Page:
PM Lee's plans spark soul-searching in HK

Pedestrians walking against strong winds in Hong Kong on August 13, 2013.

ON SUNDAY, Prime Minister Lee Hsien Loong announced steps Singapore is taking to consolidate its status as an aviation hub, strengthen the health-care safety net and provide more affordable housing.

Earlier the same day, Hong Kong Chief Executive Leung Chun Ying sought to make himself heard at a grassroots townhall meeting in Kowloon. Outside, six protesters were arrested for rowdiness.

A few days earlier, the leader had found himself having to debunk insinuations of triad links, after gang members were nabbed in a clash between his supporters and the pan-democrats' camp.

Fighting such fires while mired in governance quagmire is part of what is becoming a worryingly typical week for the Hong Kong government - a state of affairs that leaves many people here angry and exasperated.

It is thus little wonder that Sunday's National Day Rally (NDR) prompted comparisons between the two cities and a fresh bout of soul-searching in Hong Kong.

Yesterday, 15 - nearly all - of the famously polarised and freewheeling newspapers here devoted extensive coverage to PM Lee's announcements, with three putting the news on their front pages.

In a scathing commentary, the leading Ming Pao Daily News wrote: "Looking at Singapore's detailed strategies, Hong Kongers feel frustrated not only because we are being left behind, but also because we cannot see where we are heading to and how. Hong Kong is stuck in political mud, mired in endless internal clamour."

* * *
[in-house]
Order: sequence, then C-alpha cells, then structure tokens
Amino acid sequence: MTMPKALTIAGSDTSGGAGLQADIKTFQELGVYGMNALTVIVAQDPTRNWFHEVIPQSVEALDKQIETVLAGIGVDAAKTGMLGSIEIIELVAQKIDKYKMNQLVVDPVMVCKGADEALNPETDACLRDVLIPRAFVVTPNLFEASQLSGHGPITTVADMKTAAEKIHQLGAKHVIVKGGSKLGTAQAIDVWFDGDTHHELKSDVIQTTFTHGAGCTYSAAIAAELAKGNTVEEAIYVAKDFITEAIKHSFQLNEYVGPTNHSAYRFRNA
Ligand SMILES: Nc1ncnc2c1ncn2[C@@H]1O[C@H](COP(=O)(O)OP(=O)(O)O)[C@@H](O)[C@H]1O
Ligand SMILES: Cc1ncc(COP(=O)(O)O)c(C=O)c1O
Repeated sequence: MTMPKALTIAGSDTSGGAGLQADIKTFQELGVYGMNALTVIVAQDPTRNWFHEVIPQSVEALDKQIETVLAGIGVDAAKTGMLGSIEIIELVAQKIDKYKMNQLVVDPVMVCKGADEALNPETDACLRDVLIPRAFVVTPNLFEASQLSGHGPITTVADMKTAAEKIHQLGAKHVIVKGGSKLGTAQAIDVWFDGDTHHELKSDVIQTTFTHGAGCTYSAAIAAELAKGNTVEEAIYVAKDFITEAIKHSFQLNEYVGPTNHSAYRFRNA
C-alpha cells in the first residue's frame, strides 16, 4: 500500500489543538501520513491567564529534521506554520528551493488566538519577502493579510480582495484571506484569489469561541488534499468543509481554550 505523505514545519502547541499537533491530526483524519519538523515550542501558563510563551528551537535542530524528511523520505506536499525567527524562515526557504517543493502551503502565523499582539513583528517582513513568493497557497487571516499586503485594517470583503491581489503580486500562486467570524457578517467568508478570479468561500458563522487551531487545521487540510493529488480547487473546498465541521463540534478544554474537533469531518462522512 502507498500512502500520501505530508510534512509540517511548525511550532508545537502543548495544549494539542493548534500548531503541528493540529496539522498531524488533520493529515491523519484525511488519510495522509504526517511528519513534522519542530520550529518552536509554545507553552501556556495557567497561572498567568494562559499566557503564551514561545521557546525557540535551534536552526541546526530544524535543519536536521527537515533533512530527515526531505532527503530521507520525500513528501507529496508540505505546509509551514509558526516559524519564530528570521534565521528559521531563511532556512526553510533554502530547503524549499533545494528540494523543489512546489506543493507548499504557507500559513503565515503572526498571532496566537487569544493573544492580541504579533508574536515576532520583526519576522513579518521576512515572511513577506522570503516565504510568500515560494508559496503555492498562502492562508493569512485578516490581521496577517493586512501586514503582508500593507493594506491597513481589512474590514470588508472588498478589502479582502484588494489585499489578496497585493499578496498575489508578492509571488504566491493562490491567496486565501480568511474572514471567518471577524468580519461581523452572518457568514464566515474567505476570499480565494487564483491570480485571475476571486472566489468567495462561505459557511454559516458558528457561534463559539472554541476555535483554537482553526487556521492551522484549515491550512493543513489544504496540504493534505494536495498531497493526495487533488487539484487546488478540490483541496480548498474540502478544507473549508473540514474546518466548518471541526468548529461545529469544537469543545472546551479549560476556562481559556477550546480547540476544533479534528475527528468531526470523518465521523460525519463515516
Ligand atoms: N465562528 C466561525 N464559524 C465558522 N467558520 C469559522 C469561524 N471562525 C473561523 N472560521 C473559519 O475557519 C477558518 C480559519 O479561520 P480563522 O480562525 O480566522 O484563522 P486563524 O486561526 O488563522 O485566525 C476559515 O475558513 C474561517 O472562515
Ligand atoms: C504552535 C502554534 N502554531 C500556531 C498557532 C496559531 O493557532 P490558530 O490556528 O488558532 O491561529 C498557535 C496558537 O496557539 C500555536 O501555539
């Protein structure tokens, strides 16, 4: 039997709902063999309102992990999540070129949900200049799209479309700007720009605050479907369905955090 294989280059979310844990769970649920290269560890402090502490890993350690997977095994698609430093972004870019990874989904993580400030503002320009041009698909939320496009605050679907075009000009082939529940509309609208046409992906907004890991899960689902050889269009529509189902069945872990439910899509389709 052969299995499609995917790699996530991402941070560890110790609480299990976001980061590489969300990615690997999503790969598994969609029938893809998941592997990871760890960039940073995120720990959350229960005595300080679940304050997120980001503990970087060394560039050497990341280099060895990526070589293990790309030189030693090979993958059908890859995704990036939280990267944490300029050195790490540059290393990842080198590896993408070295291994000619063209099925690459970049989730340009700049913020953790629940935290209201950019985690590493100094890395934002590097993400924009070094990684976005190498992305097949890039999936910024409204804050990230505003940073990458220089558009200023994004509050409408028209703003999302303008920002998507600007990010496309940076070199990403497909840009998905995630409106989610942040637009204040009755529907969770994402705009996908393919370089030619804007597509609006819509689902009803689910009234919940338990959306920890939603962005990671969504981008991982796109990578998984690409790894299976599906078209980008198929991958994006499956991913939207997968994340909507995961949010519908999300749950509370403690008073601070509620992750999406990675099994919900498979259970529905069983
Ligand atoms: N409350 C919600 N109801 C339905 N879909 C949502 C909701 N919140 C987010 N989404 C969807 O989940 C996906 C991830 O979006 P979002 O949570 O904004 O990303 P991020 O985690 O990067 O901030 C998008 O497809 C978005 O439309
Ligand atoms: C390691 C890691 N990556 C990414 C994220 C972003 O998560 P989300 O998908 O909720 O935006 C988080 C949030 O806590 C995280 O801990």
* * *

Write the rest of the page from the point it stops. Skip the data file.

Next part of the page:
Regionally, media in China, Taiwan and Indonesia also covered the rally, with China's official Xinhua news agency outlining at length Singapore's policy changes.

But it is in Hong Kong - both a rival financial and port hub and a close partner with which Singapore works and has much to learn from - that the coverage was almost personal, tinged with some despondency and also envy.

Explaining this, Hong Kong University political scientist Peter Cheung, a reputed academic who has always chosen his words carefully, says: "Singapore has always been our benchmark. And there is a great sense of frustration about why Hong Kong has reached this stage of predicament. It's not a Hong Kong that we know, that we're comfortable with.

"We are daydreaming here (of what Singapore plans to achieve). To buy a home after four years of working? Impossible!" Professor Cheung was referring to National Development Minister Khaw Boon Wan's vow that new flat prices will be at "four years of salary".

To be fair, Mr Leung, by many accounts a well-meaning and ambitious leader, had laid out in his maiden policy address in January various measures to resolve Hong Kong's challenges, including its intractable housing problem.

Since then, however, his government has demonstrated an unerring predilection to lurch from one political quicksand pit to another, from conflict-of-interest rows embroiling senior officials to a lack of sensitivity in handling tinderboxes. (Latest case: Mr Leung's over-reaction in dealing with a foul-mouthed teacher.)

This hampers efforts to build consensus to move on tough policies. It also does not help that in the current flawed political system, the Chief Executive has no popular mandate and legislators have little incentive to support him. Meanwhile, the aggressive media is poised for attack.

In this environment, different parties, in looking for possible takeaways from Singapore's NDR, will seek out their own messages.

For instance, the Oriental Daily News, known for its stance against the Leung government, lambasted it for having feet of clay in an article headlined "S'pore makes quick, bold changes while HK bites the dust".